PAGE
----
The pandemic has confined us to the present. Every day I meet people who no longer want to remember their past and are unable to think about the future. Suddenly, there is only now, there is nothing else.
The past weighs on us, it doesn’t matter whether we have been happy or unhappy, it weighs on us too much. We are unable to envision a future right now. We are captives of our present we are kidnapped in today as never in the last decades. Amid all the drama of this crisis, I want to believe that this is a good thing, because living in the present is living. That is life, that now that we have felt more intensely for a year.
I’m not one of those who thinks the new normal will be better. In fact, I am convinced that it will be worse. But that consciousness today, so exaggerated, so epidermal, we had never had as a society. At least, as I say, in our recent history.
If this crisis has something in common with Second World War, is that self-absorption in the present. All the struggles, the rebellions, were for the future. Not this one; this, without a doubt, is for the present. There is a whole world of distance between what we live and any war. The comparison is odious, although recurrent. When you meet someone who lived one, you want to know and, as much as you try to avoid it, in the midst of all this chaos, your head looks for similarities and differences. Sometimes we banalize in order to understand.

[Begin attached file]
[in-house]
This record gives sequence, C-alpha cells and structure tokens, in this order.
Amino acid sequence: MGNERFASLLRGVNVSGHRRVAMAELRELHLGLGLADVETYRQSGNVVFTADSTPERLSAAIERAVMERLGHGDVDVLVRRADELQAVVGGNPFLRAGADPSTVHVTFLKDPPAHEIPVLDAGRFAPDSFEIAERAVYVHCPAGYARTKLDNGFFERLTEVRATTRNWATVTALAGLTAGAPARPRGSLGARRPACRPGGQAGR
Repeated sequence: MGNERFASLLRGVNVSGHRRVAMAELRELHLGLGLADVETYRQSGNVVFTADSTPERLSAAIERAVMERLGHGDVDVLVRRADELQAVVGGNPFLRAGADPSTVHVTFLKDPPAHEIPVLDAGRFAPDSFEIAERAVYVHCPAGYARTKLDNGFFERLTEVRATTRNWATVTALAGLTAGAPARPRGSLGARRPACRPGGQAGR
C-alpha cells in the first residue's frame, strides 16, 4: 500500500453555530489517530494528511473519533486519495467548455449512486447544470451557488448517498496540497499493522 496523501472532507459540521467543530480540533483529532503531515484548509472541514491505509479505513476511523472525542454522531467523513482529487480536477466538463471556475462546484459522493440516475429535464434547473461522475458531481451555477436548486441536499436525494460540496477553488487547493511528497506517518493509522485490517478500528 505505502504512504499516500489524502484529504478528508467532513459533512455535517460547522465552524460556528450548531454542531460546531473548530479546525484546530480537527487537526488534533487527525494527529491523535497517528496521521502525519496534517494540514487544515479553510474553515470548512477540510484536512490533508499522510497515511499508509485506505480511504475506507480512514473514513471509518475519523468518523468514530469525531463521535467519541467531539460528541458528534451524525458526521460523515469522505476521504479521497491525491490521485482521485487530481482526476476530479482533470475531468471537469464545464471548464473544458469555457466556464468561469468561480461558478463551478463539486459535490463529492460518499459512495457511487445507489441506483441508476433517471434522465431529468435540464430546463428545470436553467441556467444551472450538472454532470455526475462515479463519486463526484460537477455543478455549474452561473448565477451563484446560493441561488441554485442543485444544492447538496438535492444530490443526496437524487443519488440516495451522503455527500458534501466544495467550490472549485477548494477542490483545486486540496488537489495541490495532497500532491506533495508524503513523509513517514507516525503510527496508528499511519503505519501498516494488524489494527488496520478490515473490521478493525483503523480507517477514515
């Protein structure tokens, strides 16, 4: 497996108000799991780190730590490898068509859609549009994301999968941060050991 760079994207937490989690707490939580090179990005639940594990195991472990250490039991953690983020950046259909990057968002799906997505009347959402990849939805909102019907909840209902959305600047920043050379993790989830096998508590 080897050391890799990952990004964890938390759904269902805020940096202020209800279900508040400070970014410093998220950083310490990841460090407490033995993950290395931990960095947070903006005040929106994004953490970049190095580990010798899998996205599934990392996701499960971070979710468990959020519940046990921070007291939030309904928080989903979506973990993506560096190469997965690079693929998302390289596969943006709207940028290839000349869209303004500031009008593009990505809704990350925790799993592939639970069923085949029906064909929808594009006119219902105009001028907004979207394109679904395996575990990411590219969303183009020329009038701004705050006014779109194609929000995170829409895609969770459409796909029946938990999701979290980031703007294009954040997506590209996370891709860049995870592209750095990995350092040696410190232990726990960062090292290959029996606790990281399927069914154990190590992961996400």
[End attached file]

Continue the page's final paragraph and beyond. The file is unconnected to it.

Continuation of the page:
The grandmother of my German sister-in-law lived through the Second World War. If you ask him, he tells that everything is very different from that terror. A war is incomparable, it escapes human understanding. However, there is something that, according to her, points out, we do have in common: that self-absorption in the present.
That obsession for now, he says, more than to war, reminds you of the postwar, because nobody thinks about the future. No one. Not even wealth frees you from all this. The disease in the western welfare is democratic. I had never been so aware of my present as now. My past has always given me the same, all my life I was too much and absurdly worried about my future.
Since the pandemic began, every day I pay more attention to my present, the bad thing is that it hurts so much. Make it so difficult. But now I know, I finally know, that all this will pass.